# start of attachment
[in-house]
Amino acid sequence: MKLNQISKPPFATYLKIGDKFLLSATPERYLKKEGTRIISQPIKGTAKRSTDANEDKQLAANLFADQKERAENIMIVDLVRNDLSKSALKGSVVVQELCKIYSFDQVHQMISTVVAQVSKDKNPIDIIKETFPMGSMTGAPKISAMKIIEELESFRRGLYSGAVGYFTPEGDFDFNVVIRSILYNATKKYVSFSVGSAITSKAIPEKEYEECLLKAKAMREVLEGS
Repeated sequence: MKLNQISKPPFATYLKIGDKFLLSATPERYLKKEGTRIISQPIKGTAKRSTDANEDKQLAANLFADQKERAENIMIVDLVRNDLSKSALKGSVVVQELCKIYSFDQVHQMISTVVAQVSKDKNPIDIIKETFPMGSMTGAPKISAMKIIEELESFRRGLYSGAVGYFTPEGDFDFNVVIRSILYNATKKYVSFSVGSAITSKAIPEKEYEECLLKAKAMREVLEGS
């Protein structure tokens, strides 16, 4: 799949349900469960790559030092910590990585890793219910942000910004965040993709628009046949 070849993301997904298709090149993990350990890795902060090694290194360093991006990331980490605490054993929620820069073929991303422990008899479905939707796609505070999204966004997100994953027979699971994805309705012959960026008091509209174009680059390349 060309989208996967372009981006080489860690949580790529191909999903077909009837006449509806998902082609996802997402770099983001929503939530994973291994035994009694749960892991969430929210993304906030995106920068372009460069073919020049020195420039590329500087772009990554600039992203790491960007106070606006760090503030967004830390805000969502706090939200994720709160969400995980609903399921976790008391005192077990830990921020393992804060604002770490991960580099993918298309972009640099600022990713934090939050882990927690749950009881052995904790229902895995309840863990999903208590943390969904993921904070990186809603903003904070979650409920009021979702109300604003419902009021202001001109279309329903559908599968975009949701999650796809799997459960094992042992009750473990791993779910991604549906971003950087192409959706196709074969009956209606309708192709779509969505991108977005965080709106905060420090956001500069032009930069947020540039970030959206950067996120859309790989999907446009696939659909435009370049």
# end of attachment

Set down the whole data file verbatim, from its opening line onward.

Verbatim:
[in-house]
Amino acid sequence: MKLNQISKPPFATYLKIGDKFLLSATPERYLKKEGTRIISQPIKGTAKRSTDANEDKQLAANLFADQKERAENIMIVDLVRNDLSKSALKGSVVVQELCKIYSFDQVHQMISTVVAQVSKDKNPIDIIKETFPMGSMTGAPKISAMKIIEELESFRRGLYSGAVGYFTPEGDFDFNVVIRSILYNATKKYVSFSVGSAITSKAIPEKEYEECLLKAKAMREVLEGS
Repeated sequence: MKLNQISKPPFATYLKIGDKFLLSATPERYLKKEGTRIISQPIKGTAKRSTDANEDKQLAANLFADQKERAENIMIVDLVRNDLSKSALKGSVVVQELCKIYSFDQVHQMISTVVAQVSKDKNPIDIIKETFPMGSMTGAPKISAMKIIEELESFRRGLYSGAVGYFTPEGDFDFNVVIRSILYNATKKYVSFSVGSAITSKAIPEKEYEECLLKAKAMREVLEGS
């Protein structure tokens, strides 16, 4: 799949349900469960790559030092910590990585890793219910942000910004965040993709628009046949 070849993301997904298709090149993990350990890795902060090694290194360093991006990331980490605490054993929620820069073929991303422990008899479905939707796609505070999204966004997100994953027979699971994805309705012959960026008091509209174009680059390349 060309989208996967372009981006080489860690949580790529191909999903077909009837006449509806998902082609996802997402770099983001929503939530994973291994035994009694749960892991969430929210993304906030995106920068372009460069073919020049020195420039590329500087772009990554600039992203790491960007106070606006760090503030967004830390805000969502706090939200994720709160969400995980609903399921976790008391005192077990830990921020393992804060604002770490991960580099993918298309972009640099600022990713934090939050882990927690749950009881052995904790229902895995309840863990999903208590943390969904993921904070990186809603903003904070979650409920009021979702109300604003419902009021202001001109279309329903559908599968975009949701999650796809799997459960094992042992009750473990791993779910991604549906971003950087192409959706196709074969009956209606309708192709779509969505991108977005965080709106905060420090956001500069032009930069947020540039970030959206950067996120859309790989999907446009696939659909435009370049």